A guide for understanding how to donate food safely to food banks and charity kitchens.
Blanchet House is well known for the thousands of meals we serve in our free café. But did you know that the majority of that food is donated?
Grocery stores, convention centers, wholesalers, and restaurants need to move out excess fresh produce, meat, dairy, and dry goods weekly to make way for newer products. This surplus food is a big problem for businesses. And there are hunger-insecure people who can eat it. Charitable food providers like Blanchet House have the capacity to safely take in some of this food.
We accept tons of unexpired or soon-to-expire food daily, inspect it for quality, and then prepare it into delicious meals for guests of our free café in Old Town. Blanchet House chefs can confidently accept donated food from our partners because they are required by law to follow strict health and safety guidelines.
We also receive inquiries about food donations from individuals and community groups. They often are not as well versed in food safety but still want to save good food to not go from going to waste.
Food donors often want to know if we can take certain items, and what would be considered “safe” to serve. There’s confusion around what’s acceptable to donate and what should be thrown away. Food expiration and use-by dates are often a common concern and I hope that this article can provide some answers and clarity.
Food Donation Laws
Federal and State Good Samaritan laws help protect donors from liability and encourage them to donate food.
The USDA writes of the federal law, “The Act protects persons who donate food and grocery products that meet all quality and labeling standards imposed by Federal, State, and local laws and regulations. The Act also extends liability protections to donors of food and grocery products that do not meet all quality and labeling standards if the donor informs the nonprofit organization that receives the items, the nonprofit organization agrees to recondition the items to meet all quality and labeling standards, and the nonprofit organization is knowledgeable of the standards to do so properly.”
This is great news in terms of liability for our donors and organizations that accept donated food, but it also poses a question.
Question: What are the “quality and labeling standards imposed by Federal, State, and local laws and regulations?”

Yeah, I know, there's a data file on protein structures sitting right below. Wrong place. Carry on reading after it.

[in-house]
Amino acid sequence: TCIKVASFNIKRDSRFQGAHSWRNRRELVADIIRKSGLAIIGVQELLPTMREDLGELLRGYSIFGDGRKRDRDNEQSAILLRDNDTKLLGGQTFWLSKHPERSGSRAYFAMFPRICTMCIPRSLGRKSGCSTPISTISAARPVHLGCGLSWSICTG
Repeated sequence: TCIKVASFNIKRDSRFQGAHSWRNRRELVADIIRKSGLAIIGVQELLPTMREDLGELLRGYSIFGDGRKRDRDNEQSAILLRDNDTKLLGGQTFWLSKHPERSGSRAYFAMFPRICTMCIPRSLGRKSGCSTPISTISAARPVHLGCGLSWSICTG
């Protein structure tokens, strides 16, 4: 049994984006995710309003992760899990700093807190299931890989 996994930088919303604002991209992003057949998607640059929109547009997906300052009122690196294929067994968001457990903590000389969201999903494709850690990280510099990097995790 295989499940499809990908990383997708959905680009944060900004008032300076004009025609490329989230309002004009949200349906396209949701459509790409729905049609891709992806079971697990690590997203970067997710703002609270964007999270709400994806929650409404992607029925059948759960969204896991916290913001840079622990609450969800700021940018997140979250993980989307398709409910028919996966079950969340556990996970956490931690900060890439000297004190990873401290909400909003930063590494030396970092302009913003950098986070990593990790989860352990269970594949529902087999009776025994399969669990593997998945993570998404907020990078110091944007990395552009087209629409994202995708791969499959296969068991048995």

Answer: Well, it’s a bit tricky, and I can’t blame anyone for being confused once they dive into the regulations.
Food Expiration Terms
We are all familiar with dating on different forms of food packaging, but did you know that, beyond infant formula, there is no universal definition for the date phrases you see on food packaging? The USDA gives some common examples, and what they generally mean:
- A “Best, if Used By/Before” date, indicates when a product will be of the best flavor or quality. It is not a purchase or safety date.
- A ”Sell-By” date tells the store how long to display the product for sale for inventory management. It is not a safety date.
- A “Use-By” date is the last date recommended for the use of the product while at peak quality. It is not a safety date except for when used on infant formula as described below.
- A “Freeze-By” date indicates when a product should be frozen to maintain peak quality. It is not a purchase or safety date.
OK, that does seem pretty standard. But what are the FDA recommendations on food donations? Mostly they warn about opened or leaking packages, dented or rusting cans, and odd odors or visible mold. But they also have a warning about dates:
- Don’t buy refrigerated foods that are past the “use-by” or “sell-by” dates, because these foods may be perishable and may have begun to spoil.
Local Food Regulations
So that covers federal regulations. What about state regulations? Surprisingly, many states don’t have them. A 2018 study from Harvard indicated that most states did not have meaningful regulations around donating food, which may be leading to a lack of donations and contributing to food waste.
Oregon Department of Agriculture does have some guidance, and there are local rules protecting donors. The Oregon Food Bank also has a nifty guide to shelf life to help explain some common misconceptions. But within both, there are phrases like “fit for human consumption” and “generally not a safety issue” that leave a lot open to interpretation.
Served with Dignity
At this point, you may be thinking that this information has only created more confusion about which foods can or can’t be donated. Dates can be confusing, terms aren’t identified, and a lot is left to interpretation. So, if you want to donate food, what do you do?
At Blanchet House of Hospitality, we are often serving people who are struggling with hunger and housing. Many of our guests are experiencing homelessness, and health issues are very common. When considering a donation, think about who will be receiving this food–someone who needs a nourishing meal. If you are considering donating something you wouldn’t eat yourself because it may have gone bad then it’s something that isn’t safe for our guests either.
If your donation passes this test, but you aren’t sure it will be useful, please give us a call! We have five professional chefs on staff who make sure our kitchen serves balanced meals three times a day, six days a week. Their culinary expertise helps us determine what is best to use in the preparation of meals for our community.
And if it’s no longer safe to eat, please remember to compost!
Come See for Yourself
If you want to learn more about how food donations can serve those in need, sign up to volunteer. Cafe volunteers plate food, serve guests, and bus tables. Chef volunteers with volume cooking experience are always welcome. Inquiries can be sent to firstname.lastname@example.org.
Jon Seibert is the Programs Director at Blanchet House.